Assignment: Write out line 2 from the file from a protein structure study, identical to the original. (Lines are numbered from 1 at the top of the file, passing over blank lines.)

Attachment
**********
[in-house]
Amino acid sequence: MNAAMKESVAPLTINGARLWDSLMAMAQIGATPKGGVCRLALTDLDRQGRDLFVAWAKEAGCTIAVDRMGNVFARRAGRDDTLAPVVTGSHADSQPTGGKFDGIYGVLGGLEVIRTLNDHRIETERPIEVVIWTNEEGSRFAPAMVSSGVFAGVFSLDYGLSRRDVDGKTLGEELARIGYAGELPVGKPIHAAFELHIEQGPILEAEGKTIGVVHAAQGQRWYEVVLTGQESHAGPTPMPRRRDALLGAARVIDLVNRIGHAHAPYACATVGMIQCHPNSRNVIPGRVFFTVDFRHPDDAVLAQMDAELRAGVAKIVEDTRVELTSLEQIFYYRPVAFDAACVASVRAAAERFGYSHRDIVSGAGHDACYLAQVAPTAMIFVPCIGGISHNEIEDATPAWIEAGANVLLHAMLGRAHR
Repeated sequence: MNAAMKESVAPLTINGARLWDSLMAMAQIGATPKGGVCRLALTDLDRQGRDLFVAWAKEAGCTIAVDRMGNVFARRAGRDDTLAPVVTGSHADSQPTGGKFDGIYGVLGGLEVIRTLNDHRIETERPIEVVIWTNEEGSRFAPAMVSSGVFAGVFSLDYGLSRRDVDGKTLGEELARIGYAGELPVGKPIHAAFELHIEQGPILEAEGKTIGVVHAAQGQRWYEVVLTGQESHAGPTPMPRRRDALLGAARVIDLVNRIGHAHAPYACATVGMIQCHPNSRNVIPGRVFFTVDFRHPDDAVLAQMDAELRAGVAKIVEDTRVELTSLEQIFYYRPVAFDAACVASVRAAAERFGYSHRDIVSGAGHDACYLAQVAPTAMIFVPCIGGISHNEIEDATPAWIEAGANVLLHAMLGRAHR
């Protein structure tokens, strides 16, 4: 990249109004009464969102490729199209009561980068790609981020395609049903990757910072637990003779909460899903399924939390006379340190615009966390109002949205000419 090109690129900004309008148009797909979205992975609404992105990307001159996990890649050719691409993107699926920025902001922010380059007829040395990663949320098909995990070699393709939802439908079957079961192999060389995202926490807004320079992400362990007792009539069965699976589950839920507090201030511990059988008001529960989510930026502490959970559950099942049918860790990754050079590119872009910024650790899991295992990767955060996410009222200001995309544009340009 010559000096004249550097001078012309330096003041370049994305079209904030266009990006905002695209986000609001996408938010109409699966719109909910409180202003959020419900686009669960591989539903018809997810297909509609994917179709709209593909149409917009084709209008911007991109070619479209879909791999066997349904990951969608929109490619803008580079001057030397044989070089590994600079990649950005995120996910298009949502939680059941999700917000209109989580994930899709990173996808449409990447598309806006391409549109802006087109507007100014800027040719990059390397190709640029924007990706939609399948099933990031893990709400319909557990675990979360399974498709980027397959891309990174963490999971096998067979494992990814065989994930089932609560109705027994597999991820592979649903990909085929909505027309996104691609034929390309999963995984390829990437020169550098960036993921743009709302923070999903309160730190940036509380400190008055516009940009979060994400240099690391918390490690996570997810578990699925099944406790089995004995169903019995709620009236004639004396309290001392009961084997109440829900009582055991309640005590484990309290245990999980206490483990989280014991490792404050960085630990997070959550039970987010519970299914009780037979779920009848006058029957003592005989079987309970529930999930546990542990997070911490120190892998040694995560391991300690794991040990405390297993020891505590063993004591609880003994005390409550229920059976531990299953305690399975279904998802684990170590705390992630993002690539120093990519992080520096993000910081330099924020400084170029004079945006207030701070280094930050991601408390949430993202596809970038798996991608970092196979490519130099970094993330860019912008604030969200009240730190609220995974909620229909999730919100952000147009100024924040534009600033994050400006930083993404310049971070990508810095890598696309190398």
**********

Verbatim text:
Amino acid sequence: MNAAMKESVAPLTINGARLWDSLMAMAQIGATPKGGVCRLALTDLDRQGRDLFVAWAKEAGCTIAVDRMGNVFARRAGRDDTLAPVVTGSHADSQPTGGKFDGIYGVLGGLEVIRTLNDHRIETERPIEVVIWTNEEGSRFAPAMVSSGVFAGVFSLDYGLSRRDVDGKTLGEELARIGYAGELPVGKPIHAAFELHIEQGPILEAEGKTIGVVHAAQGQRWYEVVLTGQESHAGPTPMPRRRDALLGAARVIDLVNRIGHAHAPYACATVGMIQCHPNSRNVIPGRVFFTVDFRHPDDAVLAQMDAELRAGVAKIVEDTRVELTSLEQIFYYRPVAFDAACVASVRAAAERFGYSHRDIVSGAGHDACYLAQVAPTAMIFVPCIGGISHNEIEDATPAWIEAGANVLLHAMLGRAHR